Read an Excerpt
Excerpt from Chapter One: It's a Disease!
Everything you know about addiction treatment is wrong.
I can safely make this statement to most laypeople plus an alarmingly large number of health professionals without fear of being contradicted. Why? Because most people know very little about addiction, and what they do know (or think they know) boils down to this: addicts can quit if they really want to; all they have to do is commit wholeheartedly to their treatment, which consists largely of "talking therapy" individual or group psychotherapy or 12-step programs like Alcoholics Anonymous.
That's the sum total of most people's knowledge of addiction treatment. But it's dead wrong. And it's the main reason that the success rate for addiction treatment is currently only 20 30 percent. This means that 70 80 percent of the participants in any given addiction treatment program will not be successful. No wonder people think that alcohol or drug addiction treatment doesn't work!
Fortunately, recent scientific research has discovered new avenues of treatment by showing conclusively that addiction is a chronic physical disease that attacks the brain, damaging key parts of the cerebral cortex and limbic system. This brain damage cannot be reversed by talking therapies; only select new medications and continued sobriety can do that. But when used together, these new medicines and talking therapies can literally work wonders.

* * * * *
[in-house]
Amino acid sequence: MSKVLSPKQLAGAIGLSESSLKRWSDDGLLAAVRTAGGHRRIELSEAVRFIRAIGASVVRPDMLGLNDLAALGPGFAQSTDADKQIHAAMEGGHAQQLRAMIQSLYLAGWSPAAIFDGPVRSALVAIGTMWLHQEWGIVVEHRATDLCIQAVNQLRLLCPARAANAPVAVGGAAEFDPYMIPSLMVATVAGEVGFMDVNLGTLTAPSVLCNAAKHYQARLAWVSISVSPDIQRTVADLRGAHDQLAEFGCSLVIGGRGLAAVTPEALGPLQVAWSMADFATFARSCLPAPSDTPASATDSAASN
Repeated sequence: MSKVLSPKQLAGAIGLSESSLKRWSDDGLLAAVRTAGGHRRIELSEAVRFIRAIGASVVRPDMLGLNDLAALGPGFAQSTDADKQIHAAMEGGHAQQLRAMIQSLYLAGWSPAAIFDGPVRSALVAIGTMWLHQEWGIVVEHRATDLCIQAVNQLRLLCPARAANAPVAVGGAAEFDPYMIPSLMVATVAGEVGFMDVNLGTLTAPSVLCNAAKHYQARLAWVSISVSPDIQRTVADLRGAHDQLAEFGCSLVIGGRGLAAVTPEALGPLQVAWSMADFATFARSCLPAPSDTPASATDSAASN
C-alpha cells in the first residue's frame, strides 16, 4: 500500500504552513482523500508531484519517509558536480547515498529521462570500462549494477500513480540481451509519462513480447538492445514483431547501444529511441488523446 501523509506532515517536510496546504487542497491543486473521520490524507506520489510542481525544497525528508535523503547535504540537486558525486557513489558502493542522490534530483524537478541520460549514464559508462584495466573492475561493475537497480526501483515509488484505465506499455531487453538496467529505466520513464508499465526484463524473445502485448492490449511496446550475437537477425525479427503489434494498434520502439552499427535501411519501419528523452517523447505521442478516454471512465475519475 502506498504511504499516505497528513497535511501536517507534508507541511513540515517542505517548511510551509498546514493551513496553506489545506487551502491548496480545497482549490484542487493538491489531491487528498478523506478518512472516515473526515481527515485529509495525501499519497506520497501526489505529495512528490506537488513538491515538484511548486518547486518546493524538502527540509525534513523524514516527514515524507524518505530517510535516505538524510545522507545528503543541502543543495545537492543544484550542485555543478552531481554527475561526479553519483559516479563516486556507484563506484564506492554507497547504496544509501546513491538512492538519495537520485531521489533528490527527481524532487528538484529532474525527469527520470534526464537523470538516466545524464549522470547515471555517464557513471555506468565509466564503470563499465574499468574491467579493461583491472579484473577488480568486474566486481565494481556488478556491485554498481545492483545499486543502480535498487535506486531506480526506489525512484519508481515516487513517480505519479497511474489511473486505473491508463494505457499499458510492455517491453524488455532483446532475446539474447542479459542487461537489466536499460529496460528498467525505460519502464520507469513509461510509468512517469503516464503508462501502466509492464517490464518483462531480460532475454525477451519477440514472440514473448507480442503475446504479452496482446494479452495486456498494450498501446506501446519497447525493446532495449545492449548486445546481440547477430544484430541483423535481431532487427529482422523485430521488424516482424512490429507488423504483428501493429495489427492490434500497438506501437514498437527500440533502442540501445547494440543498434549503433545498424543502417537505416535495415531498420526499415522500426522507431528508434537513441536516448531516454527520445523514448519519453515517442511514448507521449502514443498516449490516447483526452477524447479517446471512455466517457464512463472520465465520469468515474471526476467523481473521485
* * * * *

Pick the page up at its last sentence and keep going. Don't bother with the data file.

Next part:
In this chapter we'll look at the new scientific research on addiction and its effects on the brain. (Throughout the book I'll use the word "addict" to refer to both alcoholics and drug addicts, and "addiction" to refer to both alcohol and drug addiction, unless otherwise specified.) You'll learn what happens inside the brain of a person with an addiction, why talking therapy alone doesn't usually work, and how medications can help the brain repair itself, pushing the treatment success rate up as high as 90 percent!
Myths That Lead to Unsuccessful Treatment of Addiction
- Addiction is a serious brain disease that has reached epidemic proportions in the United States. The shocking statistics say it all:
- According to the 2006 National Survey on Drug Use and Health, about 22.6 million Americans aged twelve or older abused or were dependent on a substance during the previous year (9.2 percent of the population aged twelve or older).
- Of these, 15.6 million abused or were dependent on alcohol but not illegal drugs.
- 3.8 million abused or were dependent on illegal drugs but not alcohol.
- 3.2 million abused or were dependent on both alcohol and illegal drugs.
- Approximately 9 10 percent of children ages twelve to seventeen use illegal drugs, and about the same percentage report binge drinking.
- Each year, well over two million adults use pain relievers for non medical reasons.
- Over ten million full-time workers between the ages of eighteen and sixty-four abuse or are dependent on alcohol.
- There are roughly one million drug-related visits to U.S. emergency rooms every year.
- Americans spend close to $20 billion a year on treatment for alcohol and drug problems.
Seventy-five percent of alcoholics never enter a treatment program
- Of those who do seek treatment for addiction, 70 80 percent suffer a relapse soon after "graduating" from these programs.